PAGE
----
The software AI-powered algorithms allows to build smart and reliable analysis of the bacterial strain typing by studying differences in the lipidomic profiles of bacterial strains, using Mass Spectrometry. Identifying bacteria at the strain level is particularly important for diagnosis, treatment and epidemiological surveillance of bacterial infections.
Each feature included is the result of close interaction with experts, to provide the most efficient and convenient workflow, in order to answer bacterial analysis questions. Among others, the software features include:
• Repeatability and reproducibility studies for the validity of biological and technical replicates.
• Antibiotic resistance analysis comparing with positive and negative controls.
• Feature extraction: Strain class, resistance mechanism, bacteria type, etc.
• Samples identification: Strain typing prediction with custom database support.
Project strength relies on its specifically designed data processing algorithm, as well as a patented lipid extraction method to provide competitive advantage, which is a complete protocol already proven and demonstrated in multiple applications. It also has the major advantages of MALDI-TOF MS (speed, cost-efficiency), with the addition of the gradual decrease in size, and thus cost of mass spectrometers.
Current bacterial ID systems in the market using MALDI-TOF MS are decreasing time and cost in the detection of bacterial species. Extending these systems to the identification of individual strains will help applying the most appropriate antibiotics for every patient, having a more accurate treatment and fighting against antibiotic resistance. Moreover, this ID systems in the coming future will help to predict unknown cases by learning known multivariate data patterns.
Participation in the ACTTiVAte program has been decisive to accelerate project, making possible to reach to current state of business model 100% validated, with a marketed ready product. In this sense, it has resulted highly important the advice received in ACTTiVAte on strategy and business planning, through mentoring and coaching dynamics. In addition to the funding received through ACTTIVATE and the SME Instrument, Clover Biosoft will make use of reserved funds and forecasted sales to face the expenses generated by this feasibility study. They will also raise private investment to complement these H2020 programs.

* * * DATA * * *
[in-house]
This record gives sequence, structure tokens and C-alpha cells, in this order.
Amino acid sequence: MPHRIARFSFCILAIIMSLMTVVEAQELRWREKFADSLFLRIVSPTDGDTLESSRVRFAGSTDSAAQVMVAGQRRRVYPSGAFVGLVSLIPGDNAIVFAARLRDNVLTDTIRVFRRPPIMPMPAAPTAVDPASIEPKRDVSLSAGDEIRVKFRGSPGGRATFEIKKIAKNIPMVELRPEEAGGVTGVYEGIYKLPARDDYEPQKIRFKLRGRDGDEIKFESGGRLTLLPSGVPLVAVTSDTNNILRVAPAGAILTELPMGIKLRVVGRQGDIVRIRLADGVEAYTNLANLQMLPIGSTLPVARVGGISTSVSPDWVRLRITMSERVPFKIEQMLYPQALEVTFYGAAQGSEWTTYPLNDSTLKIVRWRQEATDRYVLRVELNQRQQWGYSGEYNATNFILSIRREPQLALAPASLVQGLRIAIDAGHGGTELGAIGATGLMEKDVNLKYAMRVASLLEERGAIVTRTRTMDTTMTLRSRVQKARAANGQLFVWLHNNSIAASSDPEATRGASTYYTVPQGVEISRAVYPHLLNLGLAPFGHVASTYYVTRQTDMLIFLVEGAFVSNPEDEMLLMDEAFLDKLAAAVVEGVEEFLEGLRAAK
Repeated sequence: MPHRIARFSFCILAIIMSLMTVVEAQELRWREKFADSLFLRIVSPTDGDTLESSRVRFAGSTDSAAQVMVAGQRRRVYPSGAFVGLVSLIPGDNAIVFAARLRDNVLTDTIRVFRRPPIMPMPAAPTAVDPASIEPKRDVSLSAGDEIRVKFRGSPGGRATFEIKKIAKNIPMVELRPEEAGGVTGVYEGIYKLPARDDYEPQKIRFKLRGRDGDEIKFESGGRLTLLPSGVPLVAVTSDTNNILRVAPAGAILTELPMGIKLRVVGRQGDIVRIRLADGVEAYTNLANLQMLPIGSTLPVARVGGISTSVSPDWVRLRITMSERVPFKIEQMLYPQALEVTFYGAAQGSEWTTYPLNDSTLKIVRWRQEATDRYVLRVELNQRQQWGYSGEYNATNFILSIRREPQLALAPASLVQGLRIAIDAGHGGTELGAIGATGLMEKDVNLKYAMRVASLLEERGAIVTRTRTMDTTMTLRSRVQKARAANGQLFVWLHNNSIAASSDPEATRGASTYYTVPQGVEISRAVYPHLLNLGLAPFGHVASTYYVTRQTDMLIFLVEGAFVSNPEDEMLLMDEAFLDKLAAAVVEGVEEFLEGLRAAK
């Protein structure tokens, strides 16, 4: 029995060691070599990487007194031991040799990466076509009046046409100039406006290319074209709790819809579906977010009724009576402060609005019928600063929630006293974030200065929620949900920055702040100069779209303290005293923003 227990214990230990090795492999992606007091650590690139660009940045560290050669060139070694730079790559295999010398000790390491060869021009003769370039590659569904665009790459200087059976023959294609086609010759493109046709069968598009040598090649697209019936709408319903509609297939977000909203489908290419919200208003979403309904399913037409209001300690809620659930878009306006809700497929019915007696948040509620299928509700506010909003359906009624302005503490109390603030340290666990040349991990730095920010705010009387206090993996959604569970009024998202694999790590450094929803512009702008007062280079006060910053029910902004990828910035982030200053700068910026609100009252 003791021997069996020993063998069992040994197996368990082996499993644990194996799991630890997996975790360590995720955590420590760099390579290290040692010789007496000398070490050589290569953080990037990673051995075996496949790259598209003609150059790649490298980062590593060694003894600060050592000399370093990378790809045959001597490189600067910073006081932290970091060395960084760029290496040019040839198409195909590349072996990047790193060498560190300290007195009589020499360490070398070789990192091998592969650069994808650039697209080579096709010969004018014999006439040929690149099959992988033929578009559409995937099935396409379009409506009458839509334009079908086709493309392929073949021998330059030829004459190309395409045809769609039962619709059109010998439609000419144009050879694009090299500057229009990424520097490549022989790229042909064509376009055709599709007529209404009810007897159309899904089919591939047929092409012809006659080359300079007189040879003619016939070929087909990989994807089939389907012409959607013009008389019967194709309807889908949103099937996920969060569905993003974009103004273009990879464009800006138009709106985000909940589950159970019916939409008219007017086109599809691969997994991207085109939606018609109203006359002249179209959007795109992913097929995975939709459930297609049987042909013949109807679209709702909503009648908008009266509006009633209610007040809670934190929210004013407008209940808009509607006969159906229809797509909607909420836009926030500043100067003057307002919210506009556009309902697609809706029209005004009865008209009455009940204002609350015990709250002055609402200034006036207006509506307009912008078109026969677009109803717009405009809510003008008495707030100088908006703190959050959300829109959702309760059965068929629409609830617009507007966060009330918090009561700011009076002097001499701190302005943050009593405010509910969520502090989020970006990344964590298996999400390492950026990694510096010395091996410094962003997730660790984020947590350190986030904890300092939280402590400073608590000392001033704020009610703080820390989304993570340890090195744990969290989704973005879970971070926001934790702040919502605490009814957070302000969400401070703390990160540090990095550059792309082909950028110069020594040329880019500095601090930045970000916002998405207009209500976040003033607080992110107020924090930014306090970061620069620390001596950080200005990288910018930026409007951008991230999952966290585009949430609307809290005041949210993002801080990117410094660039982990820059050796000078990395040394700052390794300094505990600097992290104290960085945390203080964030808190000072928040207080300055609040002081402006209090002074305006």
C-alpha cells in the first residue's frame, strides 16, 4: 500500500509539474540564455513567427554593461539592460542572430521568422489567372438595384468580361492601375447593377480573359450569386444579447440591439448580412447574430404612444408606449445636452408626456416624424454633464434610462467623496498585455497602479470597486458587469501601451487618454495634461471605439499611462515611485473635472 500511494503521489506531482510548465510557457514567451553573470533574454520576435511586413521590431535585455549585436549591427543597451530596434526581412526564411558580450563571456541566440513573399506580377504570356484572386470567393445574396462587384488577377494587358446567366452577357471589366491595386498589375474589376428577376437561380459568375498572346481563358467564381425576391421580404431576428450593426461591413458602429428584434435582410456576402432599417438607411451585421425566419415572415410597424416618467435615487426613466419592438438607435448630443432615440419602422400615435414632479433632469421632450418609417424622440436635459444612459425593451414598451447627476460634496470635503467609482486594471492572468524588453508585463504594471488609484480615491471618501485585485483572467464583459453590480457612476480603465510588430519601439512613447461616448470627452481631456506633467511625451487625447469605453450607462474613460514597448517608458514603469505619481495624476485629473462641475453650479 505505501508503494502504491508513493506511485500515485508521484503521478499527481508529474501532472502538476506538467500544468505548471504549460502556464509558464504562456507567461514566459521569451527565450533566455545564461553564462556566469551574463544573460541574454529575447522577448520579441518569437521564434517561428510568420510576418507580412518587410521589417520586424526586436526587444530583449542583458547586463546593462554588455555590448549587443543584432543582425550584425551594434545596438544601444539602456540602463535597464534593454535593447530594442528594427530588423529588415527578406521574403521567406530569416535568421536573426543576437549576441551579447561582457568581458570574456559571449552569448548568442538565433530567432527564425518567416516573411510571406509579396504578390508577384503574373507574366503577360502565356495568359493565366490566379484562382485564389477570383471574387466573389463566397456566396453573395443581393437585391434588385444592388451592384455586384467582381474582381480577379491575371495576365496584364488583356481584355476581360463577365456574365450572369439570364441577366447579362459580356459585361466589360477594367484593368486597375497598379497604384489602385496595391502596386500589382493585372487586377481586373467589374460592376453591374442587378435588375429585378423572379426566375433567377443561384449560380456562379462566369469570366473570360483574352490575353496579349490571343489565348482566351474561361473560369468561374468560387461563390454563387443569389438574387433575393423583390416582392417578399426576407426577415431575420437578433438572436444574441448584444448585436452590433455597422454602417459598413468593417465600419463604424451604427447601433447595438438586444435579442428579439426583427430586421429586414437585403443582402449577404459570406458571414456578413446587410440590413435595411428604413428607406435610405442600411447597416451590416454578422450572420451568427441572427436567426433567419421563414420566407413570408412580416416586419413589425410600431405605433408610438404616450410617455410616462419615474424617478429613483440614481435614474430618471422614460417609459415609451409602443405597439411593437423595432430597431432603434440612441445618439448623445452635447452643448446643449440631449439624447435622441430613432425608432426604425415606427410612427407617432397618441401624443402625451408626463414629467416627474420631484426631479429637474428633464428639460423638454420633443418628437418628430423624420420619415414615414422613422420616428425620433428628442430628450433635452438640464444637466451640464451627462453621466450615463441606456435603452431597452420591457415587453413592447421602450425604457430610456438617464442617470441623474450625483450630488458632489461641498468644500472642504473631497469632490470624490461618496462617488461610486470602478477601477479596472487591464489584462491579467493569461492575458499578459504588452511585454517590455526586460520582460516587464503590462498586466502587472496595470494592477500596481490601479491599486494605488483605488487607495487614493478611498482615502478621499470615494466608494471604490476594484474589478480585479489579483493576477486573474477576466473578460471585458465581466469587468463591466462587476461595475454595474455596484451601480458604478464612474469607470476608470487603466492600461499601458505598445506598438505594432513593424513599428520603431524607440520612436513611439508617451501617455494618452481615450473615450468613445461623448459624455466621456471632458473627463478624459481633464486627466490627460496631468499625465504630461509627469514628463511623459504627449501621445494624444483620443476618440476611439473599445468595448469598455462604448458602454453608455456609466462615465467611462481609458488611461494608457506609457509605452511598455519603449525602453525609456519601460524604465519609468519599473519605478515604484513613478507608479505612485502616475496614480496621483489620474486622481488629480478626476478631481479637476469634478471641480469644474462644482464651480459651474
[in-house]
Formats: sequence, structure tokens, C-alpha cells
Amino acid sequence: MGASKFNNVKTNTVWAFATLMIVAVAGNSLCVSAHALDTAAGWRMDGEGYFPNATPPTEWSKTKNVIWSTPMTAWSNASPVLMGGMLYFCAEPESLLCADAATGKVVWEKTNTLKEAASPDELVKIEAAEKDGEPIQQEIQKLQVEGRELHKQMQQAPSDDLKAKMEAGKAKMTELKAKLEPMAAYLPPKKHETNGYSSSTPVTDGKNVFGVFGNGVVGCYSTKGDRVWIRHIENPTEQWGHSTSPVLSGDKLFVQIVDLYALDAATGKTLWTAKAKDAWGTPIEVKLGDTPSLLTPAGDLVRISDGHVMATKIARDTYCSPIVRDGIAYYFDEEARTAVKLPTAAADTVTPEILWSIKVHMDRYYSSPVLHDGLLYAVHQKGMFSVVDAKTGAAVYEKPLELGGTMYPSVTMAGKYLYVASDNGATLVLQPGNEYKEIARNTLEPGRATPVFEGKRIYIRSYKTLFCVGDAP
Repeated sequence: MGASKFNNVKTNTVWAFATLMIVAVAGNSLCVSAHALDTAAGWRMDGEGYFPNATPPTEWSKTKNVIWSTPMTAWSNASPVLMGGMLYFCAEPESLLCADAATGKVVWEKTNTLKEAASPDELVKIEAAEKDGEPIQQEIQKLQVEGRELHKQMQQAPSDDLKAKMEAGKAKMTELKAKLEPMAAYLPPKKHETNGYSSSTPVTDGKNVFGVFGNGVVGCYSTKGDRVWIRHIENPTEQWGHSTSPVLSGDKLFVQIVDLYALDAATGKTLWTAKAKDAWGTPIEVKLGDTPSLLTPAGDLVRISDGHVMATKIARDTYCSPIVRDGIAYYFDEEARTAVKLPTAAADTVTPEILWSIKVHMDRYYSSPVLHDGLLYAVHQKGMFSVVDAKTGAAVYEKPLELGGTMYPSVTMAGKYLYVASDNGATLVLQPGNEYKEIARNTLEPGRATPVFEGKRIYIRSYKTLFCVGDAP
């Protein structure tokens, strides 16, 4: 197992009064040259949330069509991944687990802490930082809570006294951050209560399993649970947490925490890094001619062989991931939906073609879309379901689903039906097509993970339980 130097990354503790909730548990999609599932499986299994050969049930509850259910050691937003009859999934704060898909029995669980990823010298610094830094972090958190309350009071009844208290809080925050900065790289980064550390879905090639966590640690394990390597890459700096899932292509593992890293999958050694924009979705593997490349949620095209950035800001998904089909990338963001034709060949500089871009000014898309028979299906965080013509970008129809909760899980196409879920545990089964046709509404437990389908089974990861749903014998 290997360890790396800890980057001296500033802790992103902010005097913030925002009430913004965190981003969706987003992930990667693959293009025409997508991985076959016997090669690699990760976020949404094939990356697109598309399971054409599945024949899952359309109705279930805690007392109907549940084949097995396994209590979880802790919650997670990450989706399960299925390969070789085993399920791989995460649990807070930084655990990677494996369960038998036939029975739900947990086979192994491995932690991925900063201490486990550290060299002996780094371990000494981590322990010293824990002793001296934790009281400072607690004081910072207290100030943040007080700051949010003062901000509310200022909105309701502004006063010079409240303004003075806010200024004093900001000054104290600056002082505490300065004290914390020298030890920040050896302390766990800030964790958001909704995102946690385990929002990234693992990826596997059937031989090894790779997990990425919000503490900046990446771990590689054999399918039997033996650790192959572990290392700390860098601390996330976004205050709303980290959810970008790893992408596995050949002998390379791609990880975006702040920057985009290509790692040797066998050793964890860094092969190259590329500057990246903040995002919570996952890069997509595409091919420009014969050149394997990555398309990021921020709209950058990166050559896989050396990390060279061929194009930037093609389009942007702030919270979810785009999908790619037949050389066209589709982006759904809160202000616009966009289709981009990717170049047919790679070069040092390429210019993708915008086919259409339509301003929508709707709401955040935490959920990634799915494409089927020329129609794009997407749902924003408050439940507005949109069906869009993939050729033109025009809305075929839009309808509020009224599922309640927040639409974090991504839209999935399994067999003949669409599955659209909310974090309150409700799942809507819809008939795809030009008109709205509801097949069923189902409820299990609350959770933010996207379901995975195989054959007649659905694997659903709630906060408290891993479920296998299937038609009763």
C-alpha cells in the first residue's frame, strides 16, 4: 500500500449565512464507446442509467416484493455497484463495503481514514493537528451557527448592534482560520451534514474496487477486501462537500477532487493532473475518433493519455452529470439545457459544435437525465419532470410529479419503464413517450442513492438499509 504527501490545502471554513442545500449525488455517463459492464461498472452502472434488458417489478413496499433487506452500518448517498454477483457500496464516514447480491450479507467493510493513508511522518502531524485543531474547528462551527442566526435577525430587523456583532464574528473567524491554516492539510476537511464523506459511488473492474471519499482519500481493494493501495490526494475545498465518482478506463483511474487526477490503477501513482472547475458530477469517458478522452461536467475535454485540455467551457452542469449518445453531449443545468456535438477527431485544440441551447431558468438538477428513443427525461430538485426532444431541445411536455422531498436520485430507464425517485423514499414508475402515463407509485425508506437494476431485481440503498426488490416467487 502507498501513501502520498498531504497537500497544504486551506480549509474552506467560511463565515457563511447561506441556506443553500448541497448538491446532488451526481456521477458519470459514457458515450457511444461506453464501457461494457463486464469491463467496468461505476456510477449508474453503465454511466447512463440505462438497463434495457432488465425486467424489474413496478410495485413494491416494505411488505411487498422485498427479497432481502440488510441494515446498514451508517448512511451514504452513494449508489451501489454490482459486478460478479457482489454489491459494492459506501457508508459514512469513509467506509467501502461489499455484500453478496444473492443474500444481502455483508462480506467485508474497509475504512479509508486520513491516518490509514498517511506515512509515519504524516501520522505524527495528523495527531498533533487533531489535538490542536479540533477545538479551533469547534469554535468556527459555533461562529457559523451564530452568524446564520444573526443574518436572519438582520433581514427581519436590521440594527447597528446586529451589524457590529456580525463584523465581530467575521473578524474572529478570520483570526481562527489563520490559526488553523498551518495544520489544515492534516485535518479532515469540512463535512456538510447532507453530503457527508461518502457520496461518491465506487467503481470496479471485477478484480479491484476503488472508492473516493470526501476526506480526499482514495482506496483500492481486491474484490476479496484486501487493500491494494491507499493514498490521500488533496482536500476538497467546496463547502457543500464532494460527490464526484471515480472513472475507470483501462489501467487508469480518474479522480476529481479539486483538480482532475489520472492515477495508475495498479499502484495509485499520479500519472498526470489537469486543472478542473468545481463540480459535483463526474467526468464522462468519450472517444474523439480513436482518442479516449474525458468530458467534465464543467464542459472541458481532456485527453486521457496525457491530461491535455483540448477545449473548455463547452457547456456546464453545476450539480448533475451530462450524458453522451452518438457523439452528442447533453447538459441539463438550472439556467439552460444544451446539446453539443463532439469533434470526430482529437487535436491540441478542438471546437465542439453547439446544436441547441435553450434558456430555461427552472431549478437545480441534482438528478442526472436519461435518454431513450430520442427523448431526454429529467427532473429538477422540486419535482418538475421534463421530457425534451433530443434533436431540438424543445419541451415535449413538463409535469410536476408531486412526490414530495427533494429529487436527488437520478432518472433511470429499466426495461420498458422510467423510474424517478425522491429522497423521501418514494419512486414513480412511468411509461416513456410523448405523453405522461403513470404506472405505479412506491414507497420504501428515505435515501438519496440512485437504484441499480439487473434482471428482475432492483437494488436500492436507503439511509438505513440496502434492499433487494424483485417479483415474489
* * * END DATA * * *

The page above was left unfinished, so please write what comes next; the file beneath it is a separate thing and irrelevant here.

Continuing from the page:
Some specific goals of the feasibility study are:
• Technical feasibility: Perform initial evaluation with our partner hospitals to assess the potential to become a clinical product. Develop a technical, regulatory and validation plan. In order to get first national and international sales orders during year 2019.
• Clinical feasibility: Identify the most severe pathogen strains causing most of the infections in European hospitals. Define the clinical validation strategy.
• Business opportunity: Discover the best approach-to-market strategy and establish a continuous presence on the field. Study real market needs, size and potential for profit and scalability.
• Economic feasibility: Detailed economic analysis to reach the clinical market.
Concerning the future, brilliant perspectives arises, since this system may have extensive applications in different sectors, such as industrial chemistry, environmental testing, food & beverage testing, as well other
biotech applications such as mycobacterial ID, biomarkers for cancer, early detection of pressure ulcers and the Agrofood sector.